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  • WordNet 3.6
    • n priggishness exaggerated and arrogant properness
    • ***
Century Dictionary and Cyclopedia
    • n priggishness The state or character of being priggish.
    • ***


In literature:

The logical understanding must not be allowed to put on priggish airs.
"Humanly Speaking" by Samuel McChord Crothers
Now, as it happened, Valentine Landry, driving away in a priggish state of mind, was suddenly overwhelmed by miserable remorse.
"The Gay Cockade" by Temple Bailey
Of one of those inmates, the rather priggish Jack Tosswill, she had made a real conquest.
"What Timmy Did" by Marie Adelaide Belloc Lowndes
The kind that isn't hypocritical or priggish.
"The Trumpeter Swan" by Temple Bailey
For once that priggish Miss Harlowe did manage to hold her tongue to some purpose.
"Grace Harlowe's First Year at Overton College" by Jessie Graham Flower
The kind that isn't hypocritical or priggish.
"The Trumpeter Swan" by Temple Bailey
He was a Victorian in the bad as well as the good sense; he could not keep priggishness out of long poems.
"The Victorian Age in Literature" by G. K. Chesterton
We are none of us perfect, and we don't want a priggish biographer to pretend that we are.
"Some Diversions of a Man of Letters" by Edmund William Gosse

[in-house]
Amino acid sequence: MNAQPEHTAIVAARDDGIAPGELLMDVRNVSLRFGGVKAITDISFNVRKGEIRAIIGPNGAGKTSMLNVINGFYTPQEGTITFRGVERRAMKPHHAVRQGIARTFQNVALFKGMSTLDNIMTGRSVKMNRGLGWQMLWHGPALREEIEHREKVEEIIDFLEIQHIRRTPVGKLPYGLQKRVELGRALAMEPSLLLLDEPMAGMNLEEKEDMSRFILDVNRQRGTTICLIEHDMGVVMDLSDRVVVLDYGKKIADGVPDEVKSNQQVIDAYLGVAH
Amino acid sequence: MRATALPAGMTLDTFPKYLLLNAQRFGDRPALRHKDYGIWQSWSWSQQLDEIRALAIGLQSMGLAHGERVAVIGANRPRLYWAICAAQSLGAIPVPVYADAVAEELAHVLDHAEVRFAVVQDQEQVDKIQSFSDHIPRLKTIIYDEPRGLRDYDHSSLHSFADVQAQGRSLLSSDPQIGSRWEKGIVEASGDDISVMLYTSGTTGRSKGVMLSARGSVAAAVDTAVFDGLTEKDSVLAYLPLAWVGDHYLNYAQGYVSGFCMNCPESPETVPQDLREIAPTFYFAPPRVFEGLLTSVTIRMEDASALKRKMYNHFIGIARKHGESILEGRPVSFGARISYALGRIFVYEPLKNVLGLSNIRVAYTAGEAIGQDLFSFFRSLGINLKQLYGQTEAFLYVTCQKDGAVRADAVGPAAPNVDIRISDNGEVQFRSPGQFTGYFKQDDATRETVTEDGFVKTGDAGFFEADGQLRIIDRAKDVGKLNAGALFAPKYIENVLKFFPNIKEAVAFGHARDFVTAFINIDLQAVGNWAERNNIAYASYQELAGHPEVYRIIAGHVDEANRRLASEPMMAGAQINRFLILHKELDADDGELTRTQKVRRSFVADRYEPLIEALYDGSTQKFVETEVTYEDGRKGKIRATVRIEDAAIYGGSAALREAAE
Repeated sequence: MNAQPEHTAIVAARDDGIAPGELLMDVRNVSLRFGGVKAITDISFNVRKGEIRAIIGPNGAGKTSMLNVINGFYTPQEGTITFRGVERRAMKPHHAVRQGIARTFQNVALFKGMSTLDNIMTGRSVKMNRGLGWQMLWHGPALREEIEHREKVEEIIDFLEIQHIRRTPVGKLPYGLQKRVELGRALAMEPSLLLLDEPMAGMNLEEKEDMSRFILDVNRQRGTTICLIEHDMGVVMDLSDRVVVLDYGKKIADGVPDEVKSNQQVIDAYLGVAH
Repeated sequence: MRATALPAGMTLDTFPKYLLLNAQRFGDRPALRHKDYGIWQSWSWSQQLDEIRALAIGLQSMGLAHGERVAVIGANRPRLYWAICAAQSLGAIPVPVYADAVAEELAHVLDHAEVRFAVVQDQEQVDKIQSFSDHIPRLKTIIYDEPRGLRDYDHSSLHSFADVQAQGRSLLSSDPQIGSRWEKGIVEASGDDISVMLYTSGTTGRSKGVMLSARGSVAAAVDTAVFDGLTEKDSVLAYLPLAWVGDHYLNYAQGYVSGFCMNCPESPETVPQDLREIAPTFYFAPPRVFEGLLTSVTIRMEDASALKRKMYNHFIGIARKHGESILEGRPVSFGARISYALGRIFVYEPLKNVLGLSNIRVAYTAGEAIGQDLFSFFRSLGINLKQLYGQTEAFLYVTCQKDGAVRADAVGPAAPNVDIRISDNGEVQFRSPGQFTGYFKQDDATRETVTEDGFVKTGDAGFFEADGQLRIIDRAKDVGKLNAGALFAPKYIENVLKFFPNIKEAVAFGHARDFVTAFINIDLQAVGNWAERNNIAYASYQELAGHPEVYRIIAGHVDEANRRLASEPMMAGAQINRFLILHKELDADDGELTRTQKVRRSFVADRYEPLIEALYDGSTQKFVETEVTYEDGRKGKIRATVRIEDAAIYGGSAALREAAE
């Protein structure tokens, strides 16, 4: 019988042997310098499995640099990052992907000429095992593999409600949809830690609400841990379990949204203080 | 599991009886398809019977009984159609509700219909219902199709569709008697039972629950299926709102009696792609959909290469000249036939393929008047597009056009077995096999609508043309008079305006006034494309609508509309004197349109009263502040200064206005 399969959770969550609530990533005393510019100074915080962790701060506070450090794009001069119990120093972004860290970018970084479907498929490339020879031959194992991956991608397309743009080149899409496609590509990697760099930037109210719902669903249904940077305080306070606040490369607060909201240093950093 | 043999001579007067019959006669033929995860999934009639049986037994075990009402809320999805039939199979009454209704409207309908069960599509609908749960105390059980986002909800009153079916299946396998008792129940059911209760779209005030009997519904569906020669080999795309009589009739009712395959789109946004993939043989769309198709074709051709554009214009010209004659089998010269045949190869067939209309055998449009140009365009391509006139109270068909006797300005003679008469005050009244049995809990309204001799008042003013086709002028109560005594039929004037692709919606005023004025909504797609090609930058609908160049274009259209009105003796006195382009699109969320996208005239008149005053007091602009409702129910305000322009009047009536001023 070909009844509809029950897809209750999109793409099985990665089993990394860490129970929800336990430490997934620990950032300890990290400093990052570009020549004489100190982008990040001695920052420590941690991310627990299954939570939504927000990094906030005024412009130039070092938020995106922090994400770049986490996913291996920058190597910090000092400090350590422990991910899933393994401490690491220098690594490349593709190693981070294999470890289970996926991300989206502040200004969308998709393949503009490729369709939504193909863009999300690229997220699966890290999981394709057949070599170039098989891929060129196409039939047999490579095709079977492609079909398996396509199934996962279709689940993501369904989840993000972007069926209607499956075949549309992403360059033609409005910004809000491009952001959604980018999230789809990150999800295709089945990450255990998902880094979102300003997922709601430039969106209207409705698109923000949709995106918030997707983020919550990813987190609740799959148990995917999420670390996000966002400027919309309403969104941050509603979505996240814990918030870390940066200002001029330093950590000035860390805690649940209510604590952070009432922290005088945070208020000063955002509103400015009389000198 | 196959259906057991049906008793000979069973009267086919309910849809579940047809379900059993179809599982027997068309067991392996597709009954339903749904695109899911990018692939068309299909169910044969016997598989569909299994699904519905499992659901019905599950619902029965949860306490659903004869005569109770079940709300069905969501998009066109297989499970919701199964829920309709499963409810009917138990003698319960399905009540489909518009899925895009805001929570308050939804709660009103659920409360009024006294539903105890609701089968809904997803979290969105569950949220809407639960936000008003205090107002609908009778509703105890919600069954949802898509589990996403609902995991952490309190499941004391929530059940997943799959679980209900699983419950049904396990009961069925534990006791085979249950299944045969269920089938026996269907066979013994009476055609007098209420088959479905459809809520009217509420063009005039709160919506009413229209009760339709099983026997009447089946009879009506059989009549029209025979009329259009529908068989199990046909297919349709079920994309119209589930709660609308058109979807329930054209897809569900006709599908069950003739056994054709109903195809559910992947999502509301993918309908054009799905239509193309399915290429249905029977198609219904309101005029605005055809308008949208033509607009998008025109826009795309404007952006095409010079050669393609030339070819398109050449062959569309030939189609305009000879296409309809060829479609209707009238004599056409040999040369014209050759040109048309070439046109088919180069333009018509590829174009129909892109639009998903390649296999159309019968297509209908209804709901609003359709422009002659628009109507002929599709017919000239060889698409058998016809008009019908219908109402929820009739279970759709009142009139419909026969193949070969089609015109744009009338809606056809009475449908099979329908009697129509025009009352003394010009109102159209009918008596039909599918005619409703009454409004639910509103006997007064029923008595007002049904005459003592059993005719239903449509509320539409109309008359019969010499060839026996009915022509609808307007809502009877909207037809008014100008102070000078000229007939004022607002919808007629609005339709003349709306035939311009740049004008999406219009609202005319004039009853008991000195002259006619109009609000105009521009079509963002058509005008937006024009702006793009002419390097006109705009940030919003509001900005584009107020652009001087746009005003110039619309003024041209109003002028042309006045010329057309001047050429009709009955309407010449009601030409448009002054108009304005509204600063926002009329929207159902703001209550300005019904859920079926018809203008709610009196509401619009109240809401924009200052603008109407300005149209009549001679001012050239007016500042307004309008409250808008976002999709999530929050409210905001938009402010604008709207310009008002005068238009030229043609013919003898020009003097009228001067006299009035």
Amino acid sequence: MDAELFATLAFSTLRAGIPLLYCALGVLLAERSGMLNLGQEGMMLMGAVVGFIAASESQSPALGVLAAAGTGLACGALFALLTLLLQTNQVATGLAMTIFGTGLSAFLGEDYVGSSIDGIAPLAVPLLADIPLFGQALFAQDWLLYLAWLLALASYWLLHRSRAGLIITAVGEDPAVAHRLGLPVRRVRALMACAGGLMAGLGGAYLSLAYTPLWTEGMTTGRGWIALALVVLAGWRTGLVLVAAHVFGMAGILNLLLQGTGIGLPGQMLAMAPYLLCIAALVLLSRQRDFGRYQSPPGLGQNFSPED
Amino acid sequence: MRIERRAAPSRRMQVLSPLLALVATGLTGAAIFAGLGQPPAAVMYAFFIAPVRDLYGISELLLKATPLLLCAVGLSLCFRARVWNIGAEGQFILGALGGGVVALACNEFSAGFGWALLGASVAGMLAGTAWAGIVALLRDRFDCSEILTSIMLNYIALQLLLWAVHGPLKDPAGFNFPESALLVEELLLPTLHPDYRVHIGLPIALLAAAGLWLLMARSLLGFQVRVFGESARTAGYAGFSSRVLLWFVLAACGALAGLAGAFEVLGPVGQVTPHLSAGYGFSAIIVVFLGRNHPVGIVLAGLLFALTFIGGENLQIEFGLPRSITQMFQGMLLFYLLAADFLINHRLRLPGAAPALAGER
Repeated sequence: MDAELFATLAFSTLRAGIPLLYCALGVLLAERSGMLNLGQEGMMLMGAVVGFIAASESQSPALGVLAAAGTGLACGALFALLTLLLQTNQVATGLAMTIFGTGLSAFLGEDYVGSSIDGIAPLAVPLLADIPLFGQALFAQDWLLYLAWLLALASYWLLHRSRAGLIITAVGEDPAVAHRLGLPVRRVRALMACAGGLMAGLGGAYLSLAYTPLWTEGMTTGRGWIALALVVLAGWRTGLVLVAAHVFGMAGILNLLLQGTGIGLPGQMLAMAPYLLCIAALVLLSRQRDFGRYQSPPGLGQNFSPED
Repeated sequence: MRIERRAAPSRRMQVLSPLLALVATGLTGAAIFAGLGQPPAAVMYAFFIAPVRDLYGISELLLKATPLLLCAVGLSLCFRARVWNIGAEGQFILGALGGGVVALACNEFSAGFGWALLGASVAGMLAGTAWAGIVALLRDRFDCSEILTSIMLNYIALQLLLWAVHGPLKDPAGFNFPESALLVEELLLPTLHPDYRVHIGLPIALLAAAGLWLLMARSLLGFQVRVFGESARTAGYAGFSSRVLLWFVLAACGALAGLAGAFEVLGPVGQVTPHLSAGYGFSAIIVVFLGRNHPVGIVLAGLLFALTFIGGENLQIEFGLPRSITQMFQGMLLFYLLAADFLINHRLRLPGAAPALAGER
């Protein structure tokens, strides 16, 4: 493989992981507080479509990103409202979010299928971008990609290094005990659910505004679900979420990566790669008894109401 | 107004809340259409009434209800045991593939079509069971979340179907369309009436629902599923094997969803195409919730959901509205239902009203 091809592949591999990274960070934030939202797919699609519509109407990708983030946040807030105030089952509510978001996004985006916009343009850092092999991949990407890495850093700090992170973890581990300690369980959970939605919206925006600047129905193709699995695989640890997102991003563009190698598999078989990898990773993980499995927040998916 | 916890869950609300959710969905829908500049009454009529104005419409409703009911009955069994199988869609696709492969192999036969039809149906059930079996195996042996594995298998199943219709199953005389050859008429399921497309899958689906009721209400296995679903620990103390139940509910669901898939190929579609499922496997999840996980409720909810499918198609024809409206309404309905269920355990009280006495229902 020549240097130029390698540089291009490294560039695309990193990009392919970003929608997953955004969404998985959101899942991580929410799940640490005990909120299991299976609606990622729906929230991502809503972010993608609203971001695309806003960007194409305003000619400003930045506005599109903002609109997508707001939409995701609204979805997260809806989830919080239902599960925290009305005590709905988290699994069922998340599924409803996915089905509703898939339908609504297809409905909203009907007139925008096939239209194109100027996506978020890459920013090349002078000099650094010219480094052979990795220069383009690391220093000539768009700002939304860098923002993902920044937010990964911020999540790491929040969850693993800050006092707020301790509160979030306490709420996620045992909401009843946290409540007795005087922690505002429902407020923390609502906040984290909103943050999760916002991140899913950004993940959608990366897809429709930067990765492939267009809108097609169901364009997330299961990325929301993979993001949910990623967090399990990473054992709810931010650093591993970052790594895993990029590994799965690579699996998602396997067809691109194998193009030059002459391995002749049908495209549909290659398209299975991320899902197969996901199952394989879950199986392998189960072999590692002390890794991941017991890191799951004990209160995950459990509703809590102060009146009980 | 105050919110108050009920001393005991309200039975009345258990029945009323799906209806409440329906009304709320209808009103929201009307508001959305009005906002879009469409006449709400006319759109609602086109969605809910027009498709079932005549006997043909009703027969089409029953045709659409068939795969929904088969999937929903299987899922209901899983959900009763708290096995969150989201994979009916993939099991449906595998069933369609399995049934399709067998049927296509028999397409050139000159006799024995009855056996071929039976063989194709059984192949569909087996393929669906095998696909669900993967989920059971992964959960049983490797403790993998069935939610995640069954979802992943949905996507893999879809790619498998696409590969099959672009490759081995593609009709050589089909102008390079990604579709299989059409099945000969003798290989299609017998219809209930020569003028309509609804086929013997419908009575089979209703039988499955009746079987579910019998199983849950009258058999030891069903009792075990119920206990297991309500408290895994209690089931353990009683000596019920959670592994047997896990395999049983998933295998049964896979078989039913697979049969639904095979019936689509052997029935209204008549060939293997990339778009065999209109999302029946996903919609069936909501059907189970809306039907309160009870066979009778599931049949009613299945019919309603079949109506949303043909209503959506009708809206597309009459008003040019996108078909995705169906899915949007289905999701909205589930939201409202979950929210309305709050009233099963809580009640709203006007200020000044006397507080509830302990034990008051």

Or, no; that's too priggish for my meaning.
"Foe-Farrell" by Arthur Thomas Quiller-Couch
Bit priggish, isn't it?
"Anna the Adventuress" by E. Phillips Oppenheim
Everything sentimental and priggish will be consecrated by it.
"The Will to Believe" by William James
Avoid priggishness, which is detestable mental dry-rot; and flee from cant, the convenient domino of hypocrisy.
"A Speckled Bird" by Augusta J. Evans Wilson
Is priggish Godfrey jealous?
"Love and hatred" by Marie Belloc Lowndes
Who was this boy to set his priggish manners above hers?
"Hope Benham" by Nora Perry
Yet about this one on the other hand there was nothing priggish, nothing self-conscious.
"The Red Derelict" by Bertram Mitford
He is a bit cocky and priggish, and a bit gallant, but my darling knows how to keep him in his place.
"Eli's Children" by George Manville Fenn
This judicial bent of the child is a curious one and often develops a priggish fondness for setting others morally straight.
"Children's Ways" by James Sully
You would consider that priggishness in England, but it's the truth.
"A Damaged Reputation" by Harold Bindloss
To lug in morals, or ulterior effect on character at every point, is to cultivate moral valetudinarianism or priggish posing.
"Human Nature and Conduct" by John Dewey
Price looked round with rather priggish disgust.
"The King of Alsander" by James Elroy Flecker

In news:

Whiplash injury, in some circles, is nearly synonymous with fraud or malingering: the claimants looked upon as priggish and their doctors as venal.